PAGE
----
fauna

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fau·na

(faw'nă),
The animal forms of a continent, district, locality, or habitat.
[Mod. L. application of Fauna, sister of Faunus, a rural deity]

fauna

/fau·na/ (faw´nah) the collective animal organisms of a given locality.

fauna

(fô′nə)
n. pl. fau·nas or fau·nae (-nē′)
1. (used with a sing. or pl. verb) Animals, especially the animals of a particular region or period, considered as a group.
2. A catalog of the animals of a specific region or period.

fau′nal adj.
fau′nal·ly adv.

fau·na

(faw'nă)
The animal forms of a continent, district, locality, or habitat.
[Mod. L. application of Fauna, sister of Faunus, a rural deity]

fauna

the grouping of animals present in any one place or at any one time in geological history Together with the FLORA this constitutes the total of organisms living in a particular environment - ‘the flora and fauna’.
References in periodicals archive ?
Such perturbations, related to anthropogenic climatic change, are currently challenging the fauna of the world today, emphasizing the importance of the fossil record for our understanding of how past events affected the history of faunal diversification and extinction, and hence how future climactic changes may continue to influence life on earth," the authors wrote in the paper.
Summary--Three squamate reptile taxa are added to early Hemingfordian Quarry A Local Fauna of Logan County, Colorado: the legless lizard Ophisaurus sp.
473, in Reynolds and Lindsay 1999), and is elsewhere known only from Blancan and younger faunas (Repenning 1967; McKenna and Bell 1997).
INTRODUCTION Faunal lists for the Medicine Pole Hills (MPH) Local Fauna have been reported (1,2), however, the only element of the fauna that has been studied in detail is the artiodactyl, Leptomeryx (3).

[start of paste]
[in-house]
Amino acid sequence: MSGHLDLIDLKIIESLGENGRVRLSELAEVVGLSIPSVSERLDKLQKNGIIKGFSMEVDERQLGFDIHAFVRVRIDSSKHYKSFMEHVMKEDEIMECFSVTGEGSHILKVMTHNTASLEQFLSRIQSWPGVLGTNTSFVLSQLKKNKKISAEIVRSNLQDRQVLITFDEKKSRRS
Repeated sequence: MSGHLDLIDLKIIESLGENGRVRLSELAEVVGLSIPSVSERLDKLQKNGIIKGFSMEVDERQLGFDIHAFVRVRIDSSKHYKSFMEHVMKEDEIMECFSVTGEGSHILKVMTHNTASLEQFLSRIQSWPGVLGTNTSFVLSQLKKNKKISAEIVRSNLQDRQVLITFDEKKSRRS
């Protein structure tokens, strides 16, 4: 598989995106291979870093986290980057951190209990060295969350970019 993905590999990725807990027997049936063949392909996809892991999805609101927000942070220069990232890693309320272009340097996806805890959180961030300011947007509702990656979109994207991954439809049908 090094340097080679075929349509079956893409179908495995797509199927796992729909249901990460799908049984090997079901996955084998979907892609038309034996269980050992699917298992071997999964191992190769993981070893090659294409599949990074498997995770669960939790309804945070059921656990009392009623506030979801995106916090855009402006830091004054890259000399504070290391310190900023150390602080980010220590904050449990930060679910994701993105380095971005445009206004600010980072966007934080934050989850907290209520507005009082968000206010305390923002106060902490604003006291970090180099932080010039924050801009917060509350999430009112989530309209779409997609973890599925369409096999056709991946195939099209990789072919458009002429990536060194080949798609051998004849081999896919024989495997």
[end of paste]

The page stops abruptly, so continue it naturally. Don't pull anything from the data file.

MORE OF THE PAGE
It seems likely that larger samples of microvertebrates from Cold Spring levels in Texas will reveal faunal differences from the Burkeville levels, similar to differences in the large mammals used in developing the sequence of Local Faunas (Wilson 1956), but it is also possible that some of the common small mammals may have been stratigraphically long ranging in the Gulf coast of the Miocene.
For many types of Australian habitats, the effect of bushfires on vertebrate fauna is fairly well understood.
Biharian faunas differ from the preceding Villanyian ones by the occurrence of Microtus.
18 Amazonian aquatic invertebrate faunas (Mollusca, Ostracoda) and their development over the past 30 million years (Frank P.
Can the Lilliput Effect be detected in the brachiopod faunas of South China following the terminal Ordovician mass extinction?
According to Tarailo and Fastovsky, if it took 30 million years for the terrestrial fauna to recover, then the older formation should have lower diversity than the younger one, because it would still be compromised by the conditions that caused the extinction.